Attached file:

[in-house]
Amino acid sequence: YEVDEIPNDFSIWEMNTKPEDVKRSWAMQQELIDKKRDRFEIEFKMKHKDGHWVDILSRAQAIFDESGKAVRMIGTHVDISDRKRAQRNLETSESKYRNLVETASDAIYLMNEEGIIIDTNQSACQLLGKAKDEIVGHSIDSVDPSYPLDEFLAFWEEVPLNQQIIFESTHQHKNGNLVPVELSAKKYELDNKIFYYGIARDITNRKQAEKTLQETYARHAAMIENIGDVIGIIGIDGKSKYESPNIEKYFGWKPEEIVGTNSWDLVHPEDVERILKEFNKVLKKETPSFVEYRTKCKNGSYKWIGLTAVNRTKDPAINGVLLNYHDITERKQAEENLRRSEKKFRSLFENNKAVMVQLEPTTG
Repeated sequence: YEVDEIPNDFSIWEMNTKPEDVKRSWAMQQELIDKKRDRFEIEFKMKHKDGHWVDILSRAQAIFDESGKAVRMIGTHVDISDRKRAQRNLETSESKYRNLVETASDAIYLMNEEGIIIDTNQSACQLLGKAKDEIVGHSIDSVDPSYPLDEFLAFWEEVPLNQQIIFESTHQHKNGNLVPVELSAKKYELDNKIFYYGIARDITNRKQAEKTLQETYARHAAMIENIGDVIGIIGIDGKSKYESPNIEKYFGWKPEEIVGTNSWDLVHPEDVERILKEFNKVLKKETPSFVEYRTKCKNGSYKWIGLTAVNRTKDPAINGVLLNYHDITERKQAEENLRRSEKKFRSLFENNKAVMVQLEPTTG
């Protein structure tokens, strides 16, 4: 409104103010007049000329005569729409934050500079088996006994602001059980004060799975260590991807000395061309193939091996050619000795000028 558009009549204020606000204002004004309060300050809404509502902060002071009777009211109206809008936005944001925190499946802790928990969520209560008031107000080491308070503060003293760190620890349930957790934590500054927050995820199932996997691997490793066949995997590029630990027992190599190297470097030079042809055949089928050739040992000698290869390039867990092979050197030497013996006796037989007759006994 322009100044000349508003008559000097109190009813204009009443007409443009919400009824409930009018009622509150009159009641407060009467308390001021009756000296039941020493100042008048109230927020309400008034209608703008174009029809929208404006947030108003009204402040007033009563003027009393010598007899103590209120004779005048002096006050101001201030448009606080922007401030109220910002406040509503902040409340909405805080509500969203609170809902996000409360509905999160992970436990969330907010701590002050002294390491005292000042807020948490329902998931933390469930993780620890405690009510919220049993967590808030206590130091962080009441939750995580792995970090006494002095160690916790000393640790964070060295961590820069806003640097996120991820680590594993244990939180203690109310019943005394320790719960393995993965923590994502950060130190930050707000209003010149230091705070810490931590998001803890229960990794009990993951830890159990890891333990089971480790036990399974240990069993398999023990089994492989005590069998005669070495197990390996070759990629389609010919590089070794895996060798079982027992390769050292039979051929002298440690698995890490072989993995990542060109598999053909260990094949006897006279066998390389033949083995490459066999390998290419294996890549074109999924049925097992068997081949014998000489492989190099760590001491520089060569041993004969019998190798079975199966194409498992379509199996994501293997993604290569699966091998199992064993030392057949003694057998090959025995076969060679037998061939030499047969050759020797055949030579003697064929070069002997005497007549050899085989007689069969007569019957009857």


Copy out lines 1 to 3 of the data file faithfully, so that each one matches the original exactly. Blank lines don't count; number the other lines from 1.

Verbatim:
[in-house]
Amino acid sequence: YEVDEIPNDFSIWEMNTKPEDVKRSWAMQQELIDKKRDRFEIEFKMKHKDGHWVDILSRAQAIFDESGKAVRMIGTHVDISDRKRAQRNLETSESKYRNLVETASDAIYLMNEEGIIIDTNQSACQLLGKAKDEIVGHSIDSVDPSYPLDEFLAFWEEVPLNQQIIFESTHQHKNGNLVPVELSAKKYELDNKIFYYGIARDITNRKQAEKTLQETYARHAAMIENIGDVIGIIGIDGKSKYESPNIEKYFGWKPEEIVGTNSWDLVHPEDVERILKEFNKVLKKETPSFVEYRTKCKNGSYKWIGLTAVNRTKDPAINGVLLNYHDITERKQAEENLRRSEKKFRSLFENNKAVMVQLEPTTG
Repeated sequence: YEVDEIPNDFSIWEMNTKPEDVKRSWAMQQELIDKKRDRFEIEFKMKHKDGHWVDILSRAQAIFDESGKAVRMIGTHVDISDRKRAQRNLETSESKYRNLVETASDAIYLMNEEGIIIDTNQSACQLLGKAKDEIVGHSIDSVDPSYPLDEFLAFWEEVPLNQQIIFESTHQHKNGNLVPVELSAKKYELDNKIFYYGIARDITNRKQAEKTLQETYARHAAMIENIGDVIGIIGIDGKSKYESPNIEKYFGWKPEEIVGTNSWDLVHPEDVERILKEFNKVLKKETPSFVEYRTKCKNGSYKWIGLTAVNRTKDPAINGVLLNYHDITERKQAEENLRRSEKKFRSLFENNKAVMVQLEPTTG